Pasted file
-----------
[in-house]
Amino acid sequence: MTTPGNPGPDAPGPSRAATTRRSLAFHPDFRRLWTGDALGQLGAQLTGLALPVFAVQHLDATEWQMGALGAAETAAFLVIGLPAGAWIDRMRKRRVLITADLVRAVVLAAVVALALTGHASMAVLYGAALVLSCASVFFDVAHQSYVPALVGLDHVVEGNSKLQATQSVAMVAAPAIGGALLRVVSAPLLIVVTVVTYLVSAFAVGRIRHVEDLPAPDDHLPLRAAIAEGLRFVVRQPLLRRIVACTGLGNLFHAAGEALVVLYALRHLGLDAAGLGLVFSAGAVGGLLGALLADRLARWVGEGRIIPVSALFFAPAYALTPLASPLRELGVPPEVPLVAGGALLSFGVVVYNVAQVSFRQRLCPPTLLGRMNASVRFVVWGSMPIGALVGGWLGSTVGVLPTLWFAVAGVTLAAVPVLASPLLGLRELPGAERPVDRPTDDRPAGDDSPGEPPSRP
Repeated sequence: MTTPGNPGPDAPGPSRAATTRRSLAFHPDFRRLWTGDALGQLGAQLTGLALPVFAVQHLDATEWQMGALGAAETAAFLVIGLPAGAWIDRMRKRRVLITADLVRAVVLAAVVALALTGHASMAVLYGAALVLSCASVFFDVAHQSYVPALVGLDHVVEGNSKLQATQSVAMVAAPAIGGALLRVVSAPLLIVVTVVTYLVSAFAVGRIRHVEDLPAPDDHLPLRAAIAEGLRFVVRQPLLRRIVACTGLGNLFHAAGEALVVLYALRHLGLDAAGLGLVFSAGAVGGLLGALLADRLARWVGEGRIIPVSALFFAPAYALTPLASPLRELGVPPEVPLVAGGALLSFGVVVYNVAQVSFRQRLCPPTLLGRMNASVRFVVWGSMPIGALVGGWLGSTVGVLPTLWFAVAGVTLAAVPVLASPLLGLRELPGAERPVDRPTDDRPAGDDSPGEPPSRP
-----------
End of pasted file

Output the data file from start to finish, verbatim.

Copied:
[in-house]
Amino acid sequence: MTTPGNPGPDAPGPSRAATTRRSLAFHPDFRRLWTGDALGQLGAQLTGLALPVFAVQHLDATEWQMGALGAAETAAFLVIGLPAGAWIDRMRKRRVLITADLVRAVVLAAVVALALTGHASMAVLYGAALVLSCASVFFDVAHQSYVPALVGLDHVVEGNSKLQATQSVAMVAAPAIGGALLRVVSAPLLIVVTVVTYLVSAFAVGRIRHVEDLPAPDDHLPLRAAIAEGLRFVVRQPLLRRIVACTGLGNLFHAAGEALVVLYALRHLGLDAAGLGLVFSAGAVGGLLGALLADRLARWVGEGRIIPVSALFFAPAYALTPLASPLRELGVPPEVPLVAGGALLSFGVVVYNVAQVSFRQRLCPPTLLGRMNASVRFVVWGSMPIGALVGGWLGSTVGVLPTLWFAVAGVTLAAVPVLASPLLGLRELPGAERPVDRPTDDRPAGDDSPGEPPSRP
Repeated sequence: MTTPGNPGPDAPGPSRAATTRRSLAFHPDFRRLWTGDALGQLGAQLTGLALPVFAVQHLDATEWQMGALGAAETAAFLVIGLPAGAWIDRMRKRRVLITADLVRAVVLAAVVALALTGHASMAVLYGAALVLSCASVFFDVAHQSYVPALVGLDHVVEGNSKLQATQSVAMVAAPAIGGALLRVVSAPLLIVVTVVTYLVSAFAVGRIRHVEDLPAPDDHLPLRAAIAEGLRFVVRQPLLRRIVACTGLGNLFHAAGEALVVLYALRHLGLDAAGLGLVFSAGAVGGLLGALLADRLARWVGEGRIIPVSALFFAPAYALTPLASPLRELGVPPEVPLVAGGALLSFGVVVYNVAQVSFRQRLCPPTLLGRMNASVRFVVWGSMPIGALVGGWLGSTVGVLPTLWFAVAGVTLAAVPVLASPLLGLRELPGAERPVDRPTDDRPAGDDSPGEPPSRP